None of us needs to be reminded that a job interview isn’t the place to let your Halloween creativity emerge. Regardless of the time of year, there may be some hidden ways that you’re spooking the hiring manager during an interview. RELATED: 10 Little Things That Make A Big Difference To Hiring Managers
I’ve worked with hundreds of job seekers, and the place where they get tripped up isn’t a tactical one. It’s not about their resume, their cover letter, or their LinkedIn profile. It’s an insidious beast, one that they don’t see coming and that gets them every time. It comes without warning, and it puts them in a throat lock. RELATED: Need some job search advice? Watch these tutorials! Here it is, the piece that destroys almost any search in a blink of an eye: ignoring the emotional side of this process. Look, any sane person would (and does) have strong emotional reactions to the job search process. Anger, fear, desperation, bitterness. Essentially all of us know that work-life defines a core piece of ourselves, and when it’s in jeopardy, when we slip into a state where we’re not in the driver’s seat of this essential part of ourselves, it’s tough. In fact, it’s downright threatening and terrifying. Expressing and processing these reactions to a job search is healthy. It’s what keeps our heads above water. It’s what allows us to access the other dimensions of ourselves: the strong, resilient, optimistic, creative, forward-focused parts. So, in order to get to those useful parts, you’ve got to move through the muck. It’s tough to do that processing with your usual go-to supports. Your family, particularly your partner, has a stake in your financial success, and if you’re both unhinged by the job search process, there’s no one to set the stabilizing, “it’ll be okay” tone. Certainly, it doesn’t help to hide your process from your family since it’s a key part of what you’re doing now. What’s the typical communication pattern in your family when you have tense topics to discuss? Do you tend to have a candid conversation about how to support each other? Explore the best way to share what you’re experiencing? Ask about their needs while sharing your own? Consider the best route to having meaningful and supportive conversations with your family. Your friends can be resources, especially those friends who have been in a search themselves. Think about who can shift their focus to hear all of what you’re saying, who can be receptive to your venting and your dark side without placating you or backing away slowly? Who do you know in these categories?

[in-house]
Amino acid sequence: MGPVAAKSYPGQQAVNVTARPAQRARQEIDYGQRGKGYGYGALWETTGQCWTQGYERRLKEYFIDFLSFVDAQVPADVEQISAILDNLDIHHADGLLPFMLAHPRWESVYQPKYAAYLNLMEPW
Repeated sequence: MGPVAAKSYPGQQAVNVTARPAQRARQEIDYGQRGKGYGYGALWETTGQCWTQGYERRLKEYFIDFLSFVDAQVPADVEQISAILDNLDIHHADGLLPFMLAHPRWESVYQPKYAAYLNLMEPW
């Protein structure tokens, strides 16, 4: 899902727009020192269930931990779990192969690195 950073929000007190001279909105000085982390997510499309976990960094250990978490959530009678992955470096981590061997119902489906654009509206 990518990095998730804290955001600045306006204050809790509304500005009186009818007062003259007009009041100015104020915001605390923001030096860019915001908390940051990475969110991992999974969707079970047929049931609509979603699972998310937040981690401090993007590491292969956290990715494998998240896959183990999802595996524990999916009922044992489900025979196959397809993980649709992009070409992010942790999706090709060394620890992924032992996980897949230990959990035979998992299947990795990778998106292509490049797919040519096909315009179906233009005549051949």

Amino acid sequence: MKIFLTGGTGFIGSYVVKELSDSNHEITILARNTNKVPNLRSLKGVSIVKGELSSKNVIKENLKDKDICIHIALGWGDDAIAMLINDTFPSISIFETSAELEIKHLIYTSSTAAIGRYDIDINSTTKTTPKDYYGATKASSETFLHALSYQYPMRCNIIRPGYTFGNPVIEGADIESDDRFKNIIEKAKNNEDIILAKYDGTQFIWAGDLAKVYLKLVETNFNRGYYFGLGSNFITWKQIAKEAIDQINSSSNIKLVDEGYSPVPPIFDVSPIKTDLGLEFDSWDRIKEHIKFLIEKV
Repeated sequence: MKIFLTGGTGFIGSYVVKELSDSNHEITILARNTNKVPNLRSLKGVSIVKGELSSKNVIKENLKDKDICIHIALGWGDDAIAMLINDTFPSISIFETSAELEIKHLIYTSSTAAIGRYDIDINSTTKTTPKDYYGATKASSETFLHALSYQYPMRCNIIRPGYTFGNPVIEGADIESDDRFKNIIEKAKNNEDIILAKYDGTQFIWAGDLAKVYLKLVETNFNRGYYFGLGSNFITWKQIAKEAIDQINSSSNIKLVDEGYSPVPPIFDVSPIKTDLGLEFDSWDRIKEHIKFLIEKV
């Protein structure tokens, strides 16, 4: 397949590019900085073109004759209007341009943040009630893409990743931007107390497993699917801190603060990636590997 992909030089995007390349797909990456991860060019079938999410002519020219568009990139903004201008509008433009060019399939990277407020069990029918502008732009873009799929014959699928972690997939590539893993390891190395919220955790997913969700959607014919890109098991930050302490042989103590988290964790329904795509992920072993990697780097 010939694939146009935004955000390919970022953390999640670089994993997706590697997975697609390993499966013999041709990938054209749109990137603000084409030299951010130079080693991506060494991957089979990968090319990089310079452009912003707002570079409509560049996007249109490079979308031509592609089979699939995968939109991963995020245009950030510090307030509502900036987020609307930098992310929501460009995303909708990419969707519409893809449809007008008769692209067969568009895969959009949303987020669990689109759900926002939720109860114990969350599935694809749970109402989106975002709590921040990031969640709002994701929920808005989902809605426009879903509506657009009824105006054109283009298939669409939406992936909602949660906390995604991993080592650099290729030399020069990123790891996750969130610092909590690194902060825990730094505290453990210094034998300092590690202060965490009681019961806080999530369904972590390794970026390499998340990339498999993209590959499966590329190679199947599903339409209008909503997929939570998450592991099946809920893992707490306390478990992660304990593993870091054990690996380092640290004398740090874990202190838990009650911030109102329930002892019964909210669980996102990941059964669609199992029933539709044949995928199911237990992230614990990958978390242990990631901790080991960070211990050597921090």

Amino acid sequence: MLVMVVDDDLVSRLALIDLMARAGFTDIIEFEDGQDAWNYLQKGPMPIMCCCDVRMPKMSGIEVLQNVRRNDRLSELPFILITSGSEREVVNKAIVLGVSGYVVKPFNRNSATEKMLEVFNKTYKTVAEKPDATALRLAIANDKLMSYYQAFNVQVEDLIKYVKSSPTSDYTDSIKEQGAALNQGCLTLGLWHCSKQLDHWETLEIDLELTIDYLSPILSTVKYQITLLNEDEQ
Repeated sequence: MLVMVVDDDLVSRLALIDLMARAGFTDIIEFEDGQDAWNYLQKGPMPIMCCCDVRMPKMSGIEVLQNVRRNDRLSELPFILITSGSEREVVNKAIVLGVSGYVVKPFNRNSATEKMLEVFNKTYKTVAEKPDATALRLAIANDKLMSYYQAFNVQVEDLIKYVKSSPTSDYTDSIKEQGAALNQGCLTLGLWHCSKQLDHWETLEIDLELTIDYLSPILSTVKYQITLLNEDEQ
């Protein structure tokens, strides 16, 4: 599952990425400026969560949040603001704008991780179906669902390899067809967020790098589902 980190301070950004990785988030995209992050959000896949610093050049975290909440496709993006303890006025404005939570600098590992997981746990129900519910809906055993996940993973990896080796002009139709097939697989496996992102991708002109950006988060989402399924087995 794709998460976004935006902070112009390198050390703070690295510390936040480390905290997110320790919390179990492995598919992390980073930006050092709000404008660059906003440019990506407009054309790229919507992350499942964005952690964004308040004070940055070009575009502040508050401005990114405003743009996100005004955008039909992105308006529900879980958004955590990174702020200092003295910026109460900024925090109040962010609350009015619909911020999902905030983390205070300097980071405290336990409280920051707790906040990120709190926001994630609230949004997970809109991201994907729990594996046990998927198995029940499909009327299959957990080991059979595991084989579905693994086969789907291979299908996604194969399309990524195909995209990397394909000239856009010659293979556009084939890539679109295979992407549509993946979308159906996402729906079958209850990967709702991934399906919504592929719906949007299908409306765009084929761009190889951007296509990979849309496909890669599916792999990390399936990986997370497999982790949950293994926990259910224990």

How can any of us resist the urge to reinvent ourselves with the turning of the calendar to 2016? Jump on the bandwagon – there’s plenty of room here among the hopeful, the determined, and the motivated. Related: What’s The First Step When You’re Ready For A Career Change?
As the calendar turns toward 2016 and we’re crafting our resolution list, the question of whether it’s time to make a career change often pops up. Related: What's The First Step When You're Ready For A Career Change? If the answer for you is a resounding “Yes!” use this handy outline to waltz through the process and make 2016 your best career year yet.
You’ve moved past restlessness into the “Must Switch Gears” phase of your career. You know that if you wait any longer, you’ll become bitter and jaded. It’s time. People stand on this precipice thinking that their next move is a leap – the more dramatic, the better. They often find themselves paralyzed because the jump is too scary. But the truth is, when you’re at this point, you need to get focused and gather data. You need to know exactly where you’re going before you can embark on your journey.